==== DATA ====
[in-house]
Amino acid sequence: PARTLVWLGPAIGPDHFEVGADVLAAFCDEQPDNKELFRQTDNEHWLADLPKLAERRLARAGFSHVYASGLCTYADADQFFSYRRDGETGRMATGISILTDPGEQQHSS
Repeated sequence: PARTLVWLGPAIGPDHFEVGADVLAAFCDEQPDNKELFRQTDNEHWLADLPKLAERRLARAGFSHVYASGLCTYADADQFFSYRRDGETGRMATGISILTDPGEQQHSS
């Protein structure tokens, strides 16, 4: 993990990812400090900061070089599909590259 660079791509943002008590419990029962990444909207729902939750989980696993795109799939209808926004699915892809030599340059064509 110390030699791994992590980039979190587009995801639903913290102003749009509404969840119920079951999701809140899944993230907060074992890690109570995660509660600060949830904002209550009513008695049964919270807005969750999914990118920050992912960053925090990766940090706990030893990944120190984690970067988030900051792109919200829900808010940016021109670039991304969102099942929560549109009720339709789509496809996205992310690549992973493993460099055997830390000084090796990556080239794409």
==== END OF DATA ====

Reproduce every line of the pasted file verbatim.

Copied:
[in-house]
Amino acid sequence: PARTLVWLGPAIGPDHFEVGADVLAAFCDEQPDNKELFRQTDNEHWLADLPKLAERRLARAGFSHVYASGLCTYADADQFFSYRRDGETGRMATGISILTDPGEQQHSS
Repeated sequence: PARTLVWLGPAIGPDHFEVGADVLAAFCDEQPDNKELFRQTDNEHWLADLPKLAERRLARAGFSHVYASGLCTYADADQFFSYRRDGETGRMATGISILTDPGEQQHSS
């Protein structure tokens, strides 16, 4: 993990990812400090900061070089599909590259 660079791509943002008590419990029962990444909207729902939750989980696993795109799939209808926004699915892809030599340059064509 110390030699791994992590980039979190587009995801639903913290102003749009509404969840119920079951999701809140899944993230907060074992890690109570995660509660600060949830904002209550009513008695049964919270807005969750999914990118920050992912960053925090990766940090706990030893990944120190984690970067988030900051792109919200829900808010940016021109670039991304969102099942929560549109009720339709789509496809996205992310690549992973493993460099055997830390000084090796990556080239794409």